MONDAY, Nov. 28, 2016 (HealthDay News) -- Middle-aged adults who've avoided obesity, high blood pressure and diabetes are far less likely than others to experience heart failure in their later years, new research reports.
Investigators found that a 45-year-old without those three key risk factors has as much as an 86 percent lower risk for heart failure compared with someone with poor control of weight, blood pressure and blood sugar.
"This paper provides more evidence to demonstrate the importance of a heart-healthy lifestyle," said study co-author Dr. John Wilkins. He's a cardiologist and assistant professor of medicine and preventive medicine at the Northwestern University Feinberg School of Medicine in Chicago.
Good lifestyle habits can help prevent obesity, high blood pressure and diabetes in many people, "which will substantially reduce their chances of developing cardiovascular disease later in life," Wilkins said.
According to another heart specialist, Dr. Gregg Fonarow, "This means doing everything necessary to maintain a healthy body weight -- including eating a heart-healthy diet and remaining physically active, and having regular monitoring to ensure healthy blood pressure and blood sugar levels."
The new report indicates that "while there are therapies available once heart failure develops, the most effective strategy is to prevent heart failure in the first place," said Fonarow. He is a professor of cardiology at the University of California, Los Angeles.
Heart failure affects an estimated 5.7 million adults in the United States. The disabling condition occurs when the heart can no longer pump enough blood and oxygen throughout the body.
The U.S. Centers for Disease Control and Prevention says that about half of those who develop heart failure will die within five years.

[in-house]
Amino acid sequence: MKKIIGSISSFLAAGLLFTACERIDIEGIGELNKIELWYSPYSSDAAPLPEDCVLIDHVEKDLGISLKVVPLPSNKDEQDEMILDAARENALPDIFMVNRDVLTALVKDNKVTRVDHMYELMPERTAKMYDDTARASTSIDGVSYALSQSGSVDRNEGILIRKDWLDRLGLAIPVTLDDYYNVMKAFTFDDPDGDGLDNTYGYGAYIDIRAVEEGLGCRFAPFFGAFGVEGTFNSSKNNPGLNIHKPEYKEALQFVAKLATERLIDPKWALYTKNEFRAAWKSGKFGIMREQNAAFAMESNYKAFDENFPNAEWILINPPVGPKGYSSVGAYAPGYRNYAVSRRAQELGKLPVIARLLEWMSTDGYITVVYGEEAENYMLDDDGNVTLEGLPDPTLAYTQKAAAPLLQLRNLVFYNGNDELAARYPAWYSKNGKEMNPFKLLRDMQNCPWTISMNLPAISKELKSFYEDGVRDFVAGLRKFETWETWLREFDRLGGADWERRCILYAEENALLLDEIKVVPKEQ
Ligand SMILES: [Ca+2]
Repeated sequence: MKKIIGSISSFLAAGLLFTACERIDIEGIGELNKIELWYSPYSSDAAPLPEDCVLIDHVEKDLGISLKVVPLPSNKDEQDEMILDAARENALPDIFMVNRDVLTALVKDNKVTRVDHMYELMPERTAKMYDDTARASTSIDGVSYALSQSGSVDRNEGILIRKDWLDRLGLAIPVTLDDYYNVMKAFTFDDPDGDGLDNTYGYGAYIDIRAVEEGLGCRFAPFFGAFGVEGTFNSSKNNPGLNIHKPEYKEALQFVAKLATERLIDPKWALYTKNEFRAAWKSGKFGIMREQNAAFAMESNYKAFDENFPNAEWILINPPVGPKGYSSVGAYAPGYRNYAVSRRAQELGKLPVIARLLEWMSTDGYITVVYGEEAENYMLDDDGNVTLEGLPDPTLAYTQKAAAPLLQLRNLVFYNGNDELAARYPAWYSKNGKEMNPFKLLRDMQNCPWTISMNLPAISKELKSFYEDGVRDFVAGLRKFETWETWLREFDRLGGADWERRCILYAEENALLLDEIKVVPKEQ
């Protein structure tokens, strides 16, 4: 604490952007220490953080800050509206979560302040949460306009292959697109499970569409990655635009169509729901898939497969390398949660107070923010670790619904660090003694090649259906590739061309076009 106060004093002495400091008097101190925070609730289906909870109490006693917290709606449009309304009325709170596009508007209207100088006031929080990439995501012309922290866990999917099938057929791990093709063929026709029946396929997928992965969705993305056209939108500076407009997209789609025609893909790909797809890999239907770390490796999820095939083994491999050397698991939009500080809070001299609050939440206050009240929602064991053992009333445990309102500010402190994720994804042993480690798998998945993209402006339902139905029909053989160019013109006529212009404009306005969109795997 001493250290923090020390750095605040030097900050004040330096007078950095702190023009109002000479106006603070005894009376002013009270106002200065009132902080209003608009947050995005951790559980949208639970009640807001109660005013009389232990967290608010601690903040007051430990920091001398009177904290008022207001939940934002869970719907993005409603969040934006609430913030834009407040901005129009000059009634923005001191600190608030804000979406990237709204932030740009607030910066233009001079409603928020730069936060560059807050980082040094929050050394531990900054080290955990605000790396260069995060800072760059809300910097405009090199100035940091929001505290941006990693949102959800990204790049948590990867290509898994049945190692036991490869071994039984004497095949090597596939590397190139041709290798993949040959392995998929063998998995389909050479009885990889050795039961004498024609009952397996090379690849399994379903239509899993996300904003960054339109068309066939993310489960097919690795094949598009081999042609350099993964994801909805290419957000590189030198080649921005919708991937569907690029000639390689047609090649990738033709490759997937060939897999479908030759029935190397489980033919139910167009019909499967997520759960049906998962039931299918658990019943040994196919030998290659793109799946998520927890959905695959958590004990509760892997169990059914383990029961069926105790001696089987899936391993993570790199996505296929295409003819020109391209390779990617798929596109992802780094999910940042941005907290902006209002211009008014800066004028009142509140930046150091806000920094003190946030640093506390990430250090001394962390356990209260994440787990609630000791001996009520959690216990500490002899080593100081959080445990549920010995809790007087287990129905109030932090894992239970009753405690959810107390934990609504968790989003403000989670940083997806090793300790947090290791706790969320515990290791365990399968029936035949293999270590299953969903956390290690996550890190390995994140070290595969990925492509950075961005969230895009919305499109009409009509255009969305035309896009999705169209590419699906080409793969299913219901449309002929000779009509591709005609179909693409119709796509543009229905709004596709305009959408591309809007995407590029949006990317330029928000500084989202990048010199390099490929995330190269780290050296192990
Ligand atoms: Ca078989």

For this study, Wilkins and his associates analyzed data from four heart studies launched across the United States between 1948 and 1987.
Through 2007-2008, the researchers tracked outcomes for over 19,000 men and women whose heart health was assessed at age 45. The investigators followed another 24,000 whose heart status was determined at age 55.
Heart failure developed in nearly 1,700 participants tested at 45, and in almost 3,000 of those examined at 55, the findings showed.
But men who were free of high blood pressure, diabetes and obesity at 45 went on to live free of heart failure almost 11 years longer than men who had all three conditions. For women, the advantage was about 15 years, the study found.
On average, men and women without any of those three heart risks lived 35 years and 38 years longer, respectively, without developing heart failure.
Similar trends were seen among those assessed at 55, the researchers said.
Of the three heart-failure risk factors cited, diabetes appeared to have the greatest effect. Those without diabetes at 45 lived about nine to 11 years longer without heart failure, compared with those who did have the blood-sugar disease.
According to Fonarow, "this study quantifies the degree to which preventing the onset of high blood pressure, obesity, and diabetes can pay huge dividends in terms of lifelong health free from heart failure, cardiovascular disability, large health care expenditures, and premature cardiovascular death."
Lona Sandon, an assistant professor of clinical nutrition at the University of Texas Southwestern Medical Center at Dallas, noted that to enjoy these benefits, many Americans may first need to adjust their behavior.
"We need to make some pretty intense changes to our eating habits and physical activity," she said.
"The majority of us still come up short on key foods known to support health: fruits, vegetables, whole grains," Sandon said. "Few come anywhere near the recommended amount."
Physical activity is no different, Sandon added. "Many of us spend way too much time in sedentary environments. The 30 to 60 minutes you might squeeze in at the gym a few times a week barely scratches the surface to help support a healthy weight, blood pressure and reduce diabetes risk," she said.
The findings were published online Nov. 28 in JACC: Heart Failure.
There's more on heart failure at the American Heart Association.